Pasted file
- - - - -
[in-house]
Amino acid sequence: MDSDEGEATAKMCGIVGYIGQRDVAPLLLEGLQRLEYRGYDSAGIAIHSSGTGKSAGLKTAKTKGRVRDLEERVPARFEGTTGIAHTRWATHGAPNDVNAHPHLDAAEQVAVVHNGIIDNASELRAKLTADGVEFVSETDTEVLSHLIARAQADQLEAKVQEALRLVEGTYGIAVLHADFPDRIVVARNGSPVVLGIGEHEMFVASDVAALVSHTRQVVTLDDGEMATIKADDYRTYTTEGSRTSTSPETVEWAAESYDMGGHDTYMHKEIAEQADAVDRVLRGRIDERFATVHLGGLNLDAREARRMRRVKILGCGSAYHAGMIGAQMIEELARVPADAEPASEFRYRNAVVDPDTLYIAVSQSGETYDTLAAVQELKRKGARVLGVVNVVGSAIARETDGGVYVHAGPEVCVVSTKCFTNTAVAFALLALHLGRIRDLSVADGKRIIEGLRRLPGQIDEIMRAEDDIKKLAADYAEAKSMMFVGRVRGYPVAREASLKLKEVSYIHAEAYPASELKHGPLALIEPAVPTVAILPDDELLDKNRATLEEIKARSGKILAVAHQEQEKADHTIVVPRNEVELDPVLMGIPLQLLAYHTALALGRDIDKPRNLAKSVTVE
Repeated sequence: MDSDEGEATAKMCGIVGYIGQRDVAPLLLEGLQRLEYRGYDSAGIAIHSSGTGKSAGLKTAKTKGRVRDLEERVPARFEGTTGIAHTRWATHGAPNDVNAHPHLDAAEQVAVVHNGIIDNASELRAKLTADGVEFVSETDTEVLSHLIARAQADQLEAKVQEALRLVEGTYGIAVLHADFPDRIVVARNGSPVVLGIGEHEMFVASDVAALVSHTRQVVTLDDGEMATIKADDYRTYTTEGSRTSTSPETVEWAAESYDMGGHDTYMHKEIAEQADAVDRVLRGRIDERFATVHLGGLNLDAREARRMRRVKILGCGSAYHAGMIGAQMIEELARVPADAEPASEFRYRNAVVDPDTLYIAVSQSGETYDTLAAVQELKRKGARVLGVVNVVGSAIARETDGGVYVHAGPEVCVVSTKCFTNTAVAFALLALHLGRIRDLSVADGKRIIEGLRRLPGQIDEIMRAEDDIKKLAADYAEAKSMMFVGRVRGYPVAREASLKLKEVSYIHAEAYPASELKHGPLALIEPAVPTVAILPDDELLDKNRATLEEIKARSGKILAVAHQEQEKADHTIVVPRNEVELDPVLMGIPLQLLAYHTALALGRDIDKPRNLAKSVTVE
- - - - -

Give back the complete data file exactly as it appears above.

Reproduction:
[in-house]
Amino acid sequence: MDSDEGEATAKMCGIVGYIGQRDVAPLLLEGLQRLEYRGYDSAGIAIHSSGTGKSAGLKTAKTKGRVRDLEERVPARFEGTTGIAHTRWATHGAPNDVNAHPHLDAAEQVAVVHNGIIDNASELRAKLTADGVEFVSETDTEVLSHLIARAQADQLEAKVQEALRLVEGTYGIAVLHADFPDRIVVARNGSPVVLGIGEHEMFVASDVAALVSHTRQVVTLDDGEMATIKADDYRTYTTEGSRTSTSPETVEWAAESYDMGGHDTYMHKEIAEQADAVDRVLRGRIDERFATVHLGGLNLDAREARRMRRVKILGCGSAYHAGMIGAQMIEELARVPADAEPASEFRYRNAVVDPDTLYIAVSQSGETYDTLAAVQELKRKGARVLGVVNVVGSAIARETDGGVYVHAGPEVCVVSTKCFTNTAVAFALLALHLGRIRDLSVADGKRIIEGLRRLPGQIDEIMRAEDDIKKLAADYAEAKSMMFVGRVRGYPVAREASLKLKEVSYIHAEAYPASELKHGPLALIEPAVPTVAILPDDELLDKNRATLEEIKARSGKILAVAHQEQEKADHTIVVPRNEVELDPVLMGIPLQLLAYHTALALGRDIDKPRNLAKSVTVE
Repeated sequence: MDSDEGEATAKMCGIVGYIGQRDVAPLLLEGLQRLEYRGYDSAGIAIHSSGTGKSAGLKTAKTKGRVRDLEERVPARFEGTTGIAHTRWATHGAPNDVNAHPHLDAAEQVAVVHNGIIDNASELRAKLTADGVEFVSETDTEVLSHLIARAQADQLEAKVQEALRLVEGTYGIAVLHADFPDRIVVARNGSPVVLGIGEHEMFVASDVAALVSHTRQVVTLDDGEMATIKADDYRTYTTEGSRTSTSPETVEWAAESYDMGGHDTYMHKEIAEQADAVDRVLRGRIDERFATVHLGGLNLDAREARRMRRVKILGCGSAYHAGMIGAQMIEELARVPADAEPASEFRYRNAVVDPDTLYIAVSQSGETYDTLAAVQELKRKGARVLGVVNVVGSAIARETDGGVYVHAGPEVCVVSTKCFTNTAVAFALLALHLGRIRDLSVADGKRIIEGLRRLPGQIDEIMRAEDDIKKLAADYAEAKSMMFVGRVRGYPVAREASLKLKEVSYIHAEAYPASELKHGPLALIEPAVPTVAILPDDELLDKNRATLEEIKARSGKILAVAHQEQEKADHTIVVPRNEVELDPVLMGIPLQLLAYHTALALGRDIDKPRNLAKSVTVE